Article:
05-12-12, 08:27 PM #1
need help with translating words for an art project
So, I have a friend who is an artists. She wants to do a series of paintings and in the foreground have different words in different languages
The languages she wants are Hebrew, Greek, and Sanskrit.
I'm not having trouble finding the words in Hebrew and Greek, But I can't seem to find any reliable web resources for sanskrit.
I need the spelling in devangari and the pronounciation for the following words in Sanskrit. If anyone can be of service, I would be very grateful!
Love, Harmony, Peace,
Thanks in advance!
05-13-12, 03:07 AM #2
05-13-12, 03:21 AM #3
05-13-12, 09:28 AM #4
05-14-12, 11:41 AM #5
Harmony - הרמוניה - harmoneyah
Peace - שלום - shalom
Note: Aleph-Bet (alphabet) pronunciation dots (dagesh) are oftentimes used for non-Hebrew speakers. Fluent Hebrew speakers do not use such dots because they know which sound is called for. Much like English speakers automatically distinguish the G sound in general from the G sound in good.
05-14-12, 12:18 PM #6
An abjad is a phonetic writing system with no vowels. This is suitable for all the Afro-Asiatic languages (Berber, Chadic, Cushitic, Egyptian, Omotic and Semitic sub-families) because vowels are not phonemic in that family. An abugida is a phonetic writing system in which each symbol represents one consonant but it is modified (in a standard, regular pattern) to include the following vowel. This differs from a syllabary, such as Japanese kana or Cherokee, in which the symbols for the syllables have no common pattern.
The Hebrew abjad has been co-opted for Yiddish, a Germanic language, by using a couple of now-silent consonants as vowels, with diacritic marks, which in Hebrew are only used for teaching.Harmony - הרמוניה - harmoneyahNote: Aleph-Bet (alphabet) pronunciation dots (dagesh) are oftentimes used for non-Hebrew speakers. Fluent Hebrew speakers do not use such dots because they know which sound is called for.
The vowel marks are called niqqud. They are most often placed below the letters but sometimes they appear in other spots.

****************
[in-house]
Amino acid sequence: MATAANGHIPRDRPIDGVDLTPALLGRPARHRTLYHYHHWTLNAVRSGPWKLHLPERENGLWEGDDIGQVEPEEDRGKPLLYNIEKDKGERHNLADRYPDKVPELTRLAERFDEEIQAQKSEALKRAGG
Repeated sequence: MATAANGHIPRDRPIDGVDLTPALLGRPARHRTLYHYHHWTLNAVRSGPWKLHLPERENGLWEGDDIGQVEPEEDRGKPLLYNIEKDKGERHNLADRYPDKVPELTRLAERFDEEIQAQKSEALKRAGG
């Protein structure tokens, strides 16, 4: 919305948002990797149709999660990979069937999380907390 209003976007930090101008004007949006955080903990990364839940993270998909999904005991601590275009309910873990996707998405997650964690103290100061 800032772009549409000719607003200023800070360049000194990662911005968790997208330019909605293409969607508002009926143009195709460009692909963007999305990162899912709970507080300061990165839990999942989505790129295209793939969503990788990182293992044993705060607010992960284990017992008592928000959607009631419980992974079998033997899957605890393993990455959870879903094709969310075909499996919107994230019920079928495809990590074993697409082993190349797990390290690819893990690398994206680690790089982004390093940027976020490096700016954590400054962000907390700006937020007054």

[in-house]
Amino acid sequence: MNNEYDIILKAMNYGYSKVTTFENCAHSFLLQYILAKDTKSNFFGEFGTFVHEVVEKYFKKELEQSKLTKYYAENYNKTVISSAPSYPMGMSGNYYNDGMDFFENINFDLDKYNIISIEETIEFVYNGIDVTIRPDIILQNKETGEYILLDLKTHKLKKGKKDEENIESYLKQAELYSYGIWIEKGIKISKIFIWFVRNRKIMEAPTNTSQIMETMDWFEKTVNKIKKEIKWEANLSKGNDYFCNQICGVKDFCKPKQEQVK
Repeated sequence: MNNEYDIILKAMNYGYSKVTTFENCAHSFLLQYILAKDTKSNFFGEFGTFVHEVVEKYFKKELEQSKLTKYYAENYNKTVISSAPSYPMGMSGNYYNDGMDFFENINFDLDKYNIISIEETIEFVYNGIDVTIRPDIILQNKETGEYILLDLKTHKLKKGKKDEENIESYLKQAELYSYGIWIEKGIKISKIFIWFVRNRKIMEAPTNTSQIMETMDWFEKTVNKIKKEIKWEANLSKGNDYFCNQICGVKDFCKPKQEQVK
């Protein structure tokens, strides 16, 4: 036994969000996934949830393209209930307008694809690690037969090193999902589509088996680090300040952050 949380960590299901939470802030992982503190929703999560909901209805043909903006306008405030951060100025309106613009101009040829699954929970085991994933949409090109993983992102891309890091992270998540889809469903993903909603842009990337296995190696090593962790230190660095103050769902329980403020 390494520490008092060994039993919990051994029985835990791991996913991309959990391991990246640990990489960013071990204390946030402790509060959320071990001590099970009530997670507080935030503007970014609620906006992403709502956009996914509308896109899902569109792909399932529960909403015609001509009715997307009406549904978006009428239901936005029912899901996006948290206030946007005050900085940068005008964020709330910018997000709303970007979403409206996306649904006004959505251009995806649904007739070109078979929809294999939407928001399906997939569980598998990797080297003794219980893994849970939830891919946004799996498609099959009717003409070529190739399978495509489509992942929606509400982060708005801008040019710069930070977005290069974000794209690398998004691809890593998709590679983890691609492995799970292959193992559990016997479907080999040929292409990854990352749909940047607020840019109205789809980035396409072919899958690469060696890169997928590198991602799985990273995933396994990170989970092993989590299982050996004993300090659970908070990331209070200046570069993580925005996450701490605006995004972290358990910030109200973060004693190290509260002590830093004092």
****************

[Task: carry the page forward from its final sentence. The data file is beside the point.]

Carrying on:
As you note, fluent speakers and readers of Modern Israeli Hebrew do not need the dagesh and niqqud, for the precise reason that they are not phonemic. Modern publications for the Israeli people do not use these marks.
Even if you're not sure whether a consonant should be a stop or a fricative, whether it should be followed by an O or an E, it's not a problem because there is no other word in the language with the same consonants but different vowels or voicing. It's quite possible for scholars from other cultures to read Ancient or Modern Hebrew without the diacritics, and in fact without actually knowing how the words would sound if spoken. This is what we mean when we say that in the Afroasiatic language family, vowels are not phonemic. They carry no meaning. Baketu and bikato (I just made that up) are the same word.
In the liturgy of Judaism, however, the vowels and dagesh are always written. The reason is, of course, that more than half of the world's Jewish people live outside of Israel and don't speak Hebrew fluently, if at all. When they read from the Torah or sing sacred songs, they may have no idea what the words mean so they need all the help they can get to pronounce them correctly. One of the rites of passage that comprise the bar mitzvah or bat mitzvah (a recently created equivalent ceremony for girls) is the ability to read and understand the Torah--but not without the vowels.
05-14-12, 08:11 PM #7
05-14-12, 08:35 PM #8
05-14-12, 08:39 PM #9
05-15-12, 02:29 AM #10
09-01-12, 09:25 PM #11
In Hindi the last : is dropped
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